How to host IIS7 web site on Mac OSX folder via Parallels

This has bugged me for a long time. I run Parallels on my MacBook Pro because I often have to work with Windows programming technologies, mostly Visual Studio and SQL Server. When I'm developing in Windows I run a localhost copy of the web site in IIS7 (I have Vista on my Mac). Up until now I've kept the site files in the Parallels VM windows drive, but this has constantly annoyed me because I don't back up my Windows drive with Time Capsule. Take too long and causes a marked slow down in my system each hour when the backup is running. Parallels has a specific option to not back up the VM with Time Capsule and I have that selected.

Every time I've ever tried to hook an IIS web site to a folder on my Mac (eg not in the VM) it's never worked – endless errors. Finally after a bit of hunting around I pulled together various tidbits of information from the net and made it work. Here's how:

1. In Parallels configuration make sure you are using Bridged Networking, this is to ensure your VM has a separate IP number to your Mac.

2. In Mac System Preferences > Sharing, enable File Sharing. Add the root folder for your web site (on your Mac) to the list of Shared Folders and give all users all rights (I kept it simple with permissions and just gave everyone every right, it's only for my localhost so I don't think security is a big deal).

3. In Windows use File Explorer and open Network and locate your Mac and the root folder for your web site. Copy the path, on mine it looks like \\MACBOOKPRO-31F6\wwwroot

4. In Windows IIS add a new web site, In Advanced Settings set the Physical Path to the network path you copied above

5. Still in Advanced Settings set the Physical Path Credentials to your Mac user name and password. I wound up adding a new Windows user with the same user name and password as I have on the Mac. I'm not completely sure if this is the right thing to do, but heck, it worked.

6. If you already have a default web site in IIS, you'll need to sort out the bindings, you can't have more than one web site on the same port, which by default is 80. Right click the new web site and edit the Bindings. I set the port to 8080.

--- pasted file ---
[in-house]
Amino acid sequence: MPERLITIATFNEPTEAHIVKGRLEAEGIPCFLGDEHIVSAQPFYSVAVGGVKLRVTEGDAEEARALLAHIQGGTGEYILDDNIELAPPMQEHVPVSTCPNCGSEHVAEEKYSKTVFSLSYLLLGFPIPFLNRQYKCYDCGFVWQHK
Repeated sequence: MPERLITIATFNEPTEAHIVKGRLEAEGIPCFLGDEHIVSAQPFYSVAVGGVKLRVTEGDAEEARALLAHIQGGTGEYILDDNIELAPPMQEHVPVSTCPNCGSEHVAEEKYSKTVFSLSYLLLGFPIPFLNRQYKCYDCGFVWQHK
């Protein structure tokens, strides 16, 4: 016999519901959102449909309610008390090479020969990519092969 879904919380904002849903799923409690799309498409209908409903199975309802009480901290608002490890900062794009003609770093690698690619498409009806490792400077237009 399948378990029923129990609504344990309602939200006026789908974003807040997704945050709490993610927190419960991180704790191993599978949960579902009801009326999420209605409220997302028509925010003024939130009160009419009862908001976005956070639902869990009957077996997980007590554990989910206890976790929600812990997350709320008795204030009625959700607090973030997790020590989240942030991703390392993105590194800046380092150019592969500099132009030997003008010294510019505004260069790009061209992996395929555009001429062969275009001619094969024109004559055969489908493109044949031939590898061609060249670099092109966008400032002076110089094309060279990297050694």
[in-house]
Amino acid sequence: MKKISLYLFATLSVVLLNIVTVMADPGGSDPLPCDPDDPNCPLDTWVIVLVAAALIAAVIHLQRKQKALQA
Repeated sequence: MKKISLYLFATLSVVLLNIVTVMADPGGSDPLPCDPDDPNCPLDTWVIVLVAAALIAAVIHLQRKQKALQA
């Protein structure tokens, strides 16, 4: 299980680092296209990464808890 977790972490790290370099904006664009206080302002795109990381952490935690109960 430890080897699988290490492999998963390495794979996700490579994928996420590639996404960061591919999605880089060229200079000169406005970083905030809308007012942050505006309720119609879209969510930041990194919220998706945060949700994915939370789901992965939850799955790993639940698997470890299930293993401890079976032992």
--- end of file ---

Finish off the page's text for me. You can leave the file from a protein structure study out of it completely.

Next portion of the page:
7. In Windows open your browser and try http://localhost:8080/, you should see the default page, if you have one, from the folder on your Mac. If, like me, it didn't work first time, try creating a simple hello.htm and calling that. I discovered my problem was simply paths and configuration variables in my web site – moral being try calling the most basic page first before blaming errors on IIS rather than your web app.

ASP: Reading multiple recordsets from a stored procedure with ASP

Reading a recordset from a stored procedure is easy, essentially we just treat the procedure statement as the SQL statement, for example, something like:

sqlStr="USP_MyProc 1,2,3"
set rs=Server.CreateObject("adodb.Recordset")
rs.cachesize=1 sqlStr, conn, adOpenForwardOnly,adLockReadOnly

But how about reading more than one recordset from a procedure? Perhaps you have a circumstance where you need a couple of resultsets within the same code block. You could have more than one procedure and open each recordset in turn (or perhaps use the same procedure and control which resultset is returned using the procedure’s parameters).

Instead why not return all the required recordists from the one procedure using the one call to the database? It can be done, a procedure can return multiple recordists and each can be read in turn from your ASP code.

The trick is NextRecordset. You may already have been using this without quite realising, for example, when inserting a new record to the database that results in a unique identity value, we usually have a need to grab that value, so we’d do something like this:

sqlStr="INSERT INTO tblMyTable (myField) VALUES (myValue);"
Set rs = conn.execute (sqlStr & "select SCOPE_IDENTITY()").nextrecordset